Bank liquidity and financial stability
Fluctuations in investor risk aversion are often cited as a factor explaining crises on financial markets. The alternation between periods of bullishness prompting investors to make risky investments, and periods of bearishness, when they retreat to the safest forms of investments, could be at the root of sharp fluctuations in asset prices. One problem in the assessment of these different periods is clearly distinguishing the risk perceived by agents from risk aversion itself. There are several types of risk aversion indicators used by financial institutions (the VIX, the LCVI, the GRAI, etc.). These indices, which are estimated in diverse ways, often show differing developments, although it is not possible to directly assess which is the most accurate. An interesting method in this respect is to link the indicators to financial crises. In principle, financial crises should coincide with periods in which risk aversion increases. Here we estimate probabilities of financial crises –currency and stock market crises– using the different risk aversion indicators as explanatory variables. This allows us to assess their respective predictive powers. The tests carried out show that risk aversion does tend to increase before crises, at least when it is measured by the most relevant indices. This variable is a good leading indicator of stock market crises, but is less so for currency crises.
Volume (Year): (2006)
Issue (Month): 9 (December)
|Contact details of provider:|| Postal: Banque de France 31 Rue Croix des Petits Champs LABOLOG - 49-1404 75049 PARIS|
Web page: http://www.banque-france.fr/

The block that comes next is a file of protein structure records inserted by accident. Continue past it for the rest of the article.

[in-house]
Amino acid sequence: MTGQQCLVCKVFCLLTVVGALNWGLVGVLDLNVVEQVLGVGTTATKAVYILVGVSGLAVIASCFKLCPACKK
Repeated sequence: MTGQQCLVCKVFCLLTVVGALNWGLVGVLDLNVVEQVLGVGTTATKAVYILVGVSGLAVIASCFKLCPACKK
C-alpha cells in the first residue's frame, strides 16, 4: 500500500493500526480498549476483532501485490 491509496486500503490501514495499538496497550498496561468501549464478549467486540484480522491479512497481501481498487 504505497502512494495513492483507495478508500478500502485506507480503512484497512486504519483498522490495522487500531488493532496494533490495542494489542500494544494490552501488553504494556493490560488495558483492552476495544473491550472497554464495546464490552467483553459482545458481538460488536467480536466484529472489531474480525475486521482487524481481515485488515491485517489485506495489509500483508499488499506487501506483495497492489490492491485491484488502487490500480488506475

More information through EDIRC
References listed on IDEAS
Please report citation or reference errors to , or , if you are the registered author of the cited work, log in to your RePEc Author Service profile, click on "citations" and make appropriate adjustments.:
- Ben R. Craig & Joseph G. Haubrich, 2006.
"Gross loan flows,"
0604, Federal Reserve Bank of Cleveland.
When requesting a correction, please mention this item's handle: RePEc:bfr:fisrev:2006:9:5. See general information about how to correct material in RePEc.
For technical questions regarding this item, or to correct its authors, title, abstract, bibliographic or download information, contact: (Michael brassart)
If you have authored this item and are not yet registered with RePEc, we encourage you to do it here. This allows to link your profile to this item. It also allows you to accept potential citations to this item that we are uncertain about.
If references are entirely missing, you can add them using this form.
If the full references list an item that is present in RePEc, but the system did not link to it, you can help with this form.
If you know of missing items citing this one, you can help us creating those links by adding the relevant references in the same way as above, for each refering item. If you are a registered author of this item, you may also want to check the "citations" tab in your profile, as there may be some citations waiting for confirmation.
Please note that corrections may take a couple of weeks to filter through the various RePEc services.